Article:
Decentralized Identities for the Cannabis Industry
- Matthew Nguyen
- Github: @MattNguyen
- Nicholas Shook
- Github: @Shicholas
Cannabis is a highly regulated environment where each facility is required to track the chain of custody of each plant and plant-derived product. This includes identifying each person that managed the product and the cannabis. These regulations are important to prevent the inversion and diversion of cannabis products to and from black markets. States require implementing a traceability system, analogous to the pharmaceutical industry, that monitors inflow and outflows of cannabis, providing accountability for all stakeholders along the cannabis supply chain.
Before someone is eligible to work at a cannabis facility, they are subject to a background check conducted by the State. In Nevada, the background check is conducted by the Department of Taxation. For owners or managers of a facility, a financial background search is also conducted, inclusive of examining all of the financial history of a given person that owns more than 5% of the Company.
When it comes to the customers, there are two types: medical patients, which need an Identification or Doctor’s Letter from a state or jurisdiction with a medical marijuana program; and recreational users, who are required to provide a simple identification that the customer is over 21 in certain states such as California, Oregon, and Nevada.
Identity is thus important for two reasons, for the first, it’s important to establish self-sovereignty for an industry that’s strictly regulated on the one hand, but looked down upon by the feds who have purposefully vague laws. Customer identity and their privacy should be protected, and employees of cannabis businesses should be encouraged to develop best practices for managing their role in the supply chain. Secondly, identity actors form a self-reinforcing graph of trust that facilitates compliance with various jurisdictions and promotes public safety. Cryptographic identities are a key ingredient in making this system work.
Blockchain presents an opportunity to introduce self-sovereign identities as a way for individuals and organizations to provide identity claims to navigate this highly regulatory landscape. From the consumer perspective, since I am able to own my identity, I can divulge the age and identification requirements necessary to enter dispensaries. Regarding employment, the situation is more complex. As an employer, how would I access an employee’s employment history? If this person were blacklisted from other cannabis businesses, should I know? How? Later sections will explore how we plan on tackling this issue.
Though identity will play a central role, governments are slow to respond. Some forward thinking governments have begun adopting decentralized identities, such as the city of Zug and Brazil. However, usage of these identity systems in highly regulated markets such as cannabis remain to be seen. We plan on taking a different approach to adoption.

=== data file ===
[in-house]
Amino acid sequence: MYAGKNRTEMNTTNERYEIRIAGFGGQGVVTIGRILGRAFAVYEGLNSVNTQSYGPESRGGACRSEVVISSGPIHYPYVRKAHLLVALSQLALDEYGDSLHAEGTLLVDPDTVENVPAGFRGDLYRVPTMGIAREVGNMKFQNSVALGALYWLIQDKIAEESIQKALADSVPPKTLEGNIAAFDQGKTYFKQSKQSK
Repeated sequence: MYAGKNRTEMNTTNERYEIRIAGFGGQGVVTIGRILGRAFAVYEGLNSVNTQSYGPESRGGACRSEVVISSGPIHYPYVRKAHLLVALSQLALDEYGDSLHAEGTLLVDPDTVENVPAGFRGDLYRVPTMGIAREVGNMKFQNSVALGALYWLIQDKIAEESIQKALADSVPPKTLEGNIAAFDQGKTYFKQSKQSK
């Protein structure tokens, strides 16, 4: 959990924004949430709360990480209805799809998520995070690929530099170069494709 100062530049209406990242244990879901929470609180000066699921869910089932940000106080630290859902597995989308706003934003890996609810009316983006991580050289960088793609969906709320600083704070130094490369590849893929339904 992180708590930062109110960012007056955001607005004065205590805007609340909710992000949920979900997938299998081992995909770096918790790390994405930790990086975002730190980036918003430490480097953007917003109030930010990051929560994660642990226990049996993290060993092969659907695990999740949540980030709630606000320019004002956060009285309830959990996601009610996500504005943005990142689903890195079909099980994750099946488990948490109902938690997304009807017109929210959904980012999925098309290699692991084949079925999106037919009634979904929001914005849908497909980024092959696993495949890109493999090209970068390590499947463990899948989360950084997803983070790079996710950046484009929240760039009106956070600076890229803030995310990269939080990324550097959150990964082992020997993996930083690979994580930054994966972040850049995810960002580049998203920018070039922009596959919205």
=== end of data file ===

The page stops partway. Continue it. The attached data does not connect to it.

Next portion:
Our issuing credential will be the Cannaledger Foundation (Foundation), a non-profit that certifies claims inspectors on the blockchain. The Foundation will certify and verify the legal authority of certain licensed attorneys to serve as claims inspectors who will add the identities of the individuals to the blockchain. An individual or organization seeking claims attestations can visit an attorney with their legal photo identification and their latest bank statement and be certified to be over 21 years old. For employees, more information such as their state agent card application form and card, may be required. For businesses, inspectors can verify business documents relating to their incorporation status and their commercial licenses for medicinal and recreational marijuana.
The diagram below outlines the claims verification tree:
The following table describes the types of verifications each entity will perform on its child:
Claims data will be recorded to the blockchain, and the type of data stored depends on the subject of the claims. For instance, when the Foundation onboards new attorneys into the network, the foundation will collect information regarding the lawyer’s qualifications to practice law in Nevada, including their State Bar license. The Foundation will then sign the attestation using their private key. This process continues for all other attestations in the trust graph.
The Foundation serves a critical role in this system. Since the actual regulatory bodies issuing credentials will be slow to adopt DIDs, a consortium of legal entities will provide interim support to individuals and businesses, leveraging their legal authority to back identity claims. When State institutions are ready to adopt DIDs, they may issue claims to identity holders, thus providing more legitimacy to existing claims. In this web of trust model, issuers do not need to exist, but need to be verifiable by third parties.
To create this identity system, we chose uPort to store identities on the Ethereum blockchain. uPort provides the requisite feature-set to implement this graph of trust. In addition to providing the APIs for identity creation and claim attestation, uPort’s identity social recovery mechanism ensures that identity profiles are transferable to other devices. Moreover, by providing proofs and digital signatures for claims within identity documents, we can attain a degree of trust that a particular identity and its claims are authentic.
With the identity layer in place, the cannabis industry can begin implementing other interesting applications, particularly those in the supply chain space. We’re interested in using these digital identities to interact with other identities (individuals, organizations, and devices) through a shared authentication and authorization layer that manages supply chain compliance with the State.